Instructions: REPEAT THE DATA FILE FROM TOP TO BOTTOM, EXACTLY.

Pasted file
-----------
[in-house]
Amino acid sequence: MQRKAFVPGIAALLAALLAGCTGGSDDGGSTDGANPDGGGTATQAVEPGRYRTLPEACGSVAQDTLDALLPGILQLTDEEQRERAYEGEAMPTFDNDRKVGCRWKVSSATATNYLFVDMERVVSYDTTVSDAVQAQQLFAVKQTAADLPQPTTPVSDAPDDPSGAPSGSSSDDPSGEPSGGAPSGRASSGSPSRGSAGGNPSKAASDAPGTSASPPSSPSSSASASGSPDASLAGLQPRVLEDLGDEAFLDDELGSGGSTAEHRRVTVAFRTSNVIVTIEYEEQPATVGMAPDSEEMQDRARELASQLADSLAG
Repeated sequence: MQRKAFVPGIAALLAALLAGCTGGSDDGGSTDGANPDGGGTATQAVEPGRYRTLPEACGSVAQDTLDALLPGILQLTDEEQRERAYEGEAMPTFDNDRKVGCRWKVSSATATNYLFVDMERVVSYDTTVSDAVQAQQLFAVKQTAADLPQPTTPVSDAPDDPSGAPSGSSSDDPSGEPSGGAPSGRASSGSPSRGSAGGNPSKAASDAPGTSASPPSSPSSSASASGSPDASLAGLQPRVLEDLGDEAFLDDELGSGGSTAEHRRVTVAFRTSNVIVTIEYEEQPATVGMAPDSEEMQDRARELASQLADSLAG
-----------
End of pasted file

[in-house]
Amino acid sequence: MQRKAFVPGIAALLAALLAGCTGGSDDGGSTDGANPDGGGTATQAVEPGRYRTLPEACGSVAQDTLDALLPGILQLTDEEQRERAYEGEAMPTFDNDRKVGCRWKVSSATATNYLFVDMERVVSYDTTVSDAVQAQQLFAVKQTAADLPQPTTPVSDAPDDPSGAPSGSSSDDPSGEPSGGAPSGRASSGSPSRGSAGGNPSKAASDAPGTSASPPSSPSSSASASGSPDASLAGLQPRVLEDLGDEAFLDDELGSGGSTAEHRRVTVAFRTSNVIVTIEYEEQPATVGMAPDSEEMQDRARELASQLADSLAG
Repeated sequence: MQRKAFVPGIAALLAALLAGCTGGSDDGGSTDGANPDGGGTATQAVEPGRYRTLPEACGSVAQDTLDALLPGILQLTDEEQRERAYEGEAMPTFDNDRKVGCRWKVSSATATNYLFVDMERVVSYDTTVSDAVQAQQLFAVKQTAADLPQPTTPVSDAPDDPSGAPSGSSSDDPSGEPSGGAPSGRASSGSPSRGSAGGNPSKAASDAPGTSASPPSSPSSSASASGSPDASLAGLQPRVLEDLGDEAFLDDELGSGGSTAEHRRVTVAFRTSNVIVTIEYEEQPATVGMAPDSEEMQDRARELASQLADSLAG